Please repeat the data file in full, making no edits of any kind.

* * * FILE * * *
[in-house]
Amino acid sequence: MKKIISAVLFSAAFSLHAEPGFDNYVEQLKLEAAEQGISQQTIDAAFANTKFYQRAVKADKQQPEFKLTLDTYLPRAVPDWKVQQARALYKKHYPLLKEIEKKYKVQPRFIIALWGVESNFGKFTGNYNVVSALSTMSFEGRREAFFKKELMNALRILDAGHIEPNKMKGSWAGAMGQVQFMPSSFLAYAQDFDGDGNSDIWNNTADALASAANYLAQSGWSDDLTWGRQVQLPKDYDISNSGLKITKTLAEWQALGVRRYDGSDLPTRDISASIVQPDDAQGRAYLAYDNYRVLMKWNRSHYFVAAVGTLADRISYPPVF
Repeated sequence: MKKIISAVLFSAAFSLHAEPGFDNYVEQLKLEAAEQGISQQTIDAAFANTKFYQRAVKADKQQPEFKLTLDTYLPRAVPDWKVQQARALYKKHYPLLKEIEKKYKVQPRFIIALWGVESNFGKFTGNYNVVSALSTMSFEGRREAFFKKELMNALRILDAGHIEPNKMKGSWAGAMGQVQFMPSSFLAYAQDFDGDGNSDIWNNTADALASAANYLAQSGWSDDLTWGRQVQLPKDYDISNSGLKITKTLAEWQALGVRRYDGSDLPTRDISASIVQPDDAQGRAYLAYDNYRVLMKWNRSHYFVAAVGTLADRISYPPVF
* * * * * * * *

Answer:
[in-house]
Amino acid sequence: MKKIISAVLFSAAFSLHAEPGFDNYVEQLKLEAAEQGISQQTIDAAFANTKFYQRAVKADKQQPEFKLTLDTYLPRAVPDWKVQQARALYKKHYPLLKEIEKKYKVQPRFIIALWGVESNFGKFTGNYNVVSALSTMSFEGRREAFFKKELMNALRILDAGHIEPNKMKGSWAGAMGQVQFMPSSFLAYAQDFDGDGNSDIWNNTADALASAANYLAQSGWSDDLTWGRQVQLPKDYDISNSGLKITKTLAEWQALGVRRYDGSDLPTRDISASIVQPDDAQGRAYLAYDNYRVLMKWNRSHYFVAAVGTLADRISYPPVF
Repeated sequence: MKKIISAVLFSAAFSLHAEPGFDNYVEQLKLEAAEQGISQQTIDAAFANTKFYQRAVKADKQQPEFKLTLDTYLPRAVPDWKVQQARALYKKHYPLLKEIEKKYKVQPRFIIALWGVESNFGKFTGNYNVVSALSTMSFEGRREAFFKKELMNALRILDAGHIEPNKMKGSWAGAMGQVQFMPSSFLAYAQDFDGDGNSDIWNNTADALASAANYLAQSGWSDDLTWGRQVQLPKDYDISNSGLKITKTLAEWQALGVRRYDGSDLPTRDISASIVQPDDAQGRAYLAYDNYRVLMKWNRSHYFVAAVGTLADRISYPPVF